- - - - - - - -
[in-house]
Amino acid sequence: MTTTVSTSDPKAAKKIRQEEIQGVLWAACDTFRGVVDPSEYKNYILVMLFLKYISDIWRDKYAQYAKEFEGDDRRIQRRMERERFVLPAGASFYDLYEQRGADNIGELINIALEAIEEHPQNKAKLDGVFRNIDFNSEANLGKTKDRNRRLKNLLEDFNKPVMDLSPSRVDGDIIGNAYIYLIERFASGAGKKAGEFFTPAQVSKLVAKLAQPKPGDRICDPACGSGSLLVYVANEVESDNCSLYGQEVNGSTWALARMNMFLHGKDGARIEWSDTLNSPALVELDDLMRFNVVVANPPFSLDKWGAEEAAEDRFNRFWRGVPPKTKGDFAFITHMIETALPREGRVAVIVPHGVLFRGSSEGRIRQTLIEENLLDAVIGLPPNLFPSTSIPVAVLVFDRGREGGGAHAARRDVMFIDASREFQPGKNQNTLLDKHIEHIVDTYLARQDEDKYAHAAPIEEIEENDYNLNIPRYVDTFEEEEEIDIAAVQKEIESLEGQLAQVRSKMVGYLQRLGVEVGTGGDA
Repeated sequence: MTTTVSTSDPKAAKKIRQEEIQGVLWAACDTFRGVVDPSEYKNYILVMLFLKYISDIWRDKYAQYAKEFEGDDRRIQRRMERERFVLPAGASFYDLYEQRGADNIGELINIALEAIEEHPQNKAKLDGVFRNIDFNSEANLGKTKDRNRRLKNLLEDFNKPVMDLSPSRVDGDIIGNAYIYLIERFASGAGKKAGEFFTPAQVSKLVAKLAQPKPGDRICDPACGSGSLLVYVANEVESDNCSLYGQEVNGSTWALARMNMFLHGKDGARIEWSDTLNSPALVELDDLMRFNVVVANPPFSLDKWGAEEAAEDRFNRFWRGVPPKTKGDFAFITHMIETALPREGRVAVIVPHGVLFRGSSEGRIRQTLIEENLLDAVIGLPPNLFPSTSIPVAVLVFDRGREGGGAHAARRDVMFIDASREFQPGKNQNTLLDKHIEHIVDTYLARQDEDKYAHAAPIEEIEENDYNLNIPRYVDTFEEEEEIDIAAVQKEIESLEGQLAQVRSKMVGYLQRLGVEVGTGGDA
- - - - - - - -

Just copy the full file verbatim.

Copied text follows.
[in-house]
Amino acid sequence: MTTTVSTSDPKAAKKIRQEEIQGVLWAACDTFRGVVDPSEYKNYILVMLFLKYISDIWRDKYAQYAKEFEGDDRRIQRRMERERFVLPAGASFYDLYEQRGADNIGELINIALEAIEEHPQNKAKLDGVFRNIDFNSEANLGKTKDRNRRLKNLLEDFNKPVMDLSPSRVDGDIIGNAYIYLIERFASGAGKKAGEFFTPAQVSKLVAKLAQPKPGDRICDPACGSGSLLVYVANEVESDNCSLYGQEVNGSTWALARMNMFLHGKDGARIEWSDTLNSPALVELDDLMRFNVVVANPPFSLDKWGAEEAAEDRFNRFWRGVPPKTKGDFAFITHMIETALPREGRVAVIVPHGVLFRGSSEGRIRQTLIEENLLDAVIGLPPNLFPSTSIPVAVLVFDRGREGGGAHAARRDVMFIDASREFQPGKNQNTLLDKHIEHIVDTYLARQDEDKYAHAAPIEEIEENDYNLNIPRYVDTFEEEEEIDIAAVQKEIESLEGQLAQVRSKMVGYLQRLGVEVGTGGDA
Repeated sequence: MTTTVSTSDPKAAKKIRQEEIQGVLWAACDTFRGVVDPSEYKNYILVMLFLKYISDIWRDKYAQYAKEFEGDDRRIQRRMERERFVLPAGASFYDLYEQRGADNIGELINIALEAIEEHPQNKAKLDGVFRNIDFNSEANLGKTKDRNRRLKNLLEDFNKPVMDLSPSRVDGDIIGNAYIYLIERFASGAGKKAGEFFTPAQVSKLVAKLAQPKPGDRICDPACGSGSLLVYVANEVESDNCSLYGQEVNGSTWALARMNMFLHGKDGARIEWSDTLNSPALVELDDLMRFNVVVANPPFSLDKWGAEEAAEDRFNRFWRGVPPKTKGDFAFITHMIETALPREGRVAVIVPHGVLFRGSSEGRIRQTLIEENLLDAVIGLPPNLFPSTSIPVAVLVFDRGREGGGAHAARRDVMFIDASREFQPGKNQNTLLDKHIEHIVDTYLARQDEDKYAHAAPIEEIEENDYNLNIPRYVDTFEEEEEIDIAAVQKEIESLEGQLAQVRSKMVGYLQRLGVEVGTGGDA